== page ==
Nearly half of Canada’s small business owners worry about becoming victims of cybercrime in the next 12 months, according to a survey sponsored by one of Canada’s biggest banks.

In Monday’s release of some of the results, part of an online survey of 3,000 Canadians conducted in August, the Royal Bank said 40 per cent of business respondents believed having devices infected by a virus or malware is now their biggest threat, ranking higher than falling victim to an online scam or fraud (24 per cent), or property damage (24 per cent).

Among other findings

–only 24 per cent of small business owners feel ‘very’ knowledgeable in regard to cyber security threats. That number rises slightly to 27 per cent among those who have experienced a previous cybersecurity incident;

–only 16 per cent overall said they feel very prepared for a cybersecurity incident; this grows to 19 per cent of those who have experienced a previous incident;

–57 per cent of small business owners said they were handling cybersecurity risks themselves rather than relying on in-house IT teams (25 per cent) or outsourced IT consultants;

–those who haven’t previously experienced a cybersecurity incident (62 per cent) were more likely to take a do-it-yourself approach compared to past victims of cybersecurity incidents (51 per cent).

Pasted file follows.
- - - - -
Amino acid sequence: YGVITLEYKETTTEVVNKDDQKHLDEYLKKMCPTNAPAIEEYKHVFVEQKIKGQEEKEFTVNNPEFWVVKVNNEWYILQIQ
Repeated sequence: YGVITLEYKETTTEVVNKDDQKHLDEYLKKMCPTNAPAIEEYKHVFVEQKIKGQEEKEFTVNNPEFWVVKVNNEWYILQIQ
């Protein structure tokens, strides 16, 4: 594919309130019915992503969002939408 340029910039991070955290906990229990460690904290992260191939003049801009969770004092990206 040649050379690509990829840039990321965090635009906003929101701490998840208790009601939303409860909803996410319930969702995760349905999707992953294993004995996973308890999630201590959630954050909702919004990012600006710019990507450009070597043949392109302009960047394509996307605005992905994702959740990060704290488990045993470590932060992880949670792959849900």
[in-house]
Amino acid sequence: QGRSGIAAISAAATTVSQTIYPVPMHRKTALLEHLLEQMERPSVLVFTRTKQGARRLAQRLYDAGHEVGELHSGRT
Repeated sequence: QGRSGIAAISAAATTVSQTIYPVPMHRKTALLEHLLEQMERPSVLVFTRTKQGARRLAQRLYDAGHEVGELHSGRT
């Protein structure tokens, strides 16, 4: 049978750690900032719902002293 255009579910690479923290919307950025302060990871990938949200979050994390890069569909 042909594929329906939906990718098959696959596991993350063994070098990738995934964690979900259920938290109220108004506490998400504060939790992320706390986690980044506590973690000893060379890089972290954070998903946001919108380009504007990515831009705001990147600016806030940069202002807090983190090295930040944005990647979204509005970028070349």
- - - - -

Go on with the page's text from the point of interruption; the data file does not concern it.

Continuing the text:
The most common preventative measures small businesses respondents said they have taken are: installing updated anti-virus software (60 per cent), implementing firewall security for internet connections (56 per cent) and encrypting and hiding all Wi-Fi networks (43 per cent).

“Faced with a fast-changing landscape, small businesses are adapting by adopting more technology and adopting it faster than ever before,” Adam Evans, RBC’s chief information security officer, said in a statement. “Though the increasingly digital economy has brought new challenges for Canada’s small businesses, our poll reveals that the risks are accompanied by a growing awareness of these hazards, indicating that small business owners are responding to these risks with the resilience and determination we’ve come to expect of them.”

The bank said small businesses should consider these five steps to increase their  cybersecurity and crisis management plans:

  1. Prioritize multi-factor authentication, mandatory employee training and limiting employees’ authority to install software;
  2. Think through risks and create a prioritized list of possible cyber events unique to the organization;
  3. Identify key stakeholders and put together a list of key contact information, both technical and non-technical persons, in the event their services or contact is needed.
  4. Outline an engagement procedure, which will guide the organization’s plan in response to a cyber event, detailing how events will be handled and communicated;
  5. Create a communications template to address impacted parties in the event of a cybersecurity incident.

For additional information on cybersecurity practices, RBC provides a cybersecurity resource page for businesses.

 

 

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